Japan Kennel Club
Formation1949; 75 years ago (1949)
TypeKennel club
Region served
Official language

The Japan Kennel Club (ジャパンケネルクラブ) is the primary registry body for purebred dog pedigrees in Japan.[1]

It hosts the FCI (Fédération Cynologique Internationale) Japan International Dog Show held annually at the Tokyo Big Sight; the event also includes two grooming competitions, with the highest award regarded as the "best in Japan" title.[2][3]

Other than conformation shows, the JKC promotes obedience trials for purebred dogs and confers championship and other titles in obedience and similar competitions; the JKC also certifies and examines groomers, trainers and other dog-related professionals.[citation needed] It also administers tests and certifies rescue dogs,[4] as well as host rescue dog competitions.[5]


The precursor to the organization, the Japan Guard Dog Association (全日本警備犬協会, Zen Nihon keibi ken kyokai) was formed in 1949; this then became the Japan Kennel Club (ジャパン・ケンネル・クラブ, Japan kenneru kurabu) in 1952.[6][7] The Club became a member of the Fédération Cynologique Internationale (World Canine Federation) in 1979.[8][7] The Japanese name was amended to Japan keneru kurabu (ジャパンケネルクラブ) in 1999.[7]

See also


  1. ^ Thornton, Frances (June 1993). "Judging the Shiba Inu". Pure-bred Dogs, American Kennel Gazette. 110: 42. That changed in April 1992, when the AKC added the Japan Kennel Club to its primary list of foreign dog registry organizations.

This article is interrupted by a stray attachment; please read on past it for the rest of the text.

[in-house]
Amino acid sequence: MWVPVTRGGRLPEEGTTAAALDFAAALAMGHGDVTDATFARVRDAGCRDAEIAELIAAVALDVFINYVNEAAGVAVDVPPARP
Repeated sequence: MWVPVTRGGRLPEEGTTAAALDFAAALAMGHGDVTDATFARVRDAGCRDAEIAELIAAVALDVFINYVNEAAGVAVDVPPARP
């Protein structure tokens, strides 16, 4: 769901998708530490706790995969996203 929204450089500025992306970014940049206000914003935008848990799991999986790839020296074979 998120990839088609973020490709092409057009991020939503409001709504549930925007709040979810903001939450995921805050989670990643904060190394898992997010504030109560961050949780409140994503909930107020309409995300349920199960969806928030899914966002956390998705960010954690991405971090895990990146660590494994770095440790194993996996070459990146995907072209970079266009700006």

2. ^ Ito, Masami (30 April 2016). "Heel! A ruff guide to Japan's top dogs". Japan Times Online. Retrieved 21 August 2018.
  3. ^ "Akiramezu ni torimā Nihon-ichi Kanazawa no Hamada-san" 諦めずにトリマー日本一 金沢の濱田さん [Never gave up (til) Japan's No. 1 groomer, Ms. Hamada of Kanazawa]. Hokkoku Shimbun. 3 April 2019. Archived from the original on 30 August 2019. Retrieved 30 August 2019 – via 47News.
  4. ^ Nishikawa, Yūya 西川悠也 (27 October 2017). "Muroran Saitō-san no aiken San ga saigai kyūjo shiken ni gōkaku" 室蘭・斉藤さんの愛犬サンが災害救助試験に合格 [Muroran resident Mr. Saito's dog San passes disaster rescue test]. Muroran Minpo Web News (morning ed.). Archived from the original on 30 August 2019. Retrieved 30 August 2019 – via 47News.
  5. ^ "Saigai kyūjoken, sōsaku nōryoku kisou Nishigō de taikai, zenkoku kara 30 tō shutsujō" 災害救助犬、捜索能力競う 西郷で大会、全国から30頭出場 [Disaster rescue dogs compete for search ability, event at Nishigō, 30 dogs from country enter]. Fukushima Minpo News. 20 September 2018. Archived from the original on 2019-08-30. Retrieved 2019-08-30.
  6. ^ Skabelund, Aaron (2011). Empire of Dogs: Canines, Japan, and the Making of the Modern Imperial World. Cornell University Press. p. 174. ISBN 978-0-801-46323-5.
  7. ^ a b c JKC (2019). "Enkaku" 沿革 [history]. Japan Kennel Club. p. 174. Retrieved 2019-08-30.[permanent dead link]
  8. ^ "FCI members and contract partners". Fédération Cynologique Internationale. Retrieved August 29, 2019.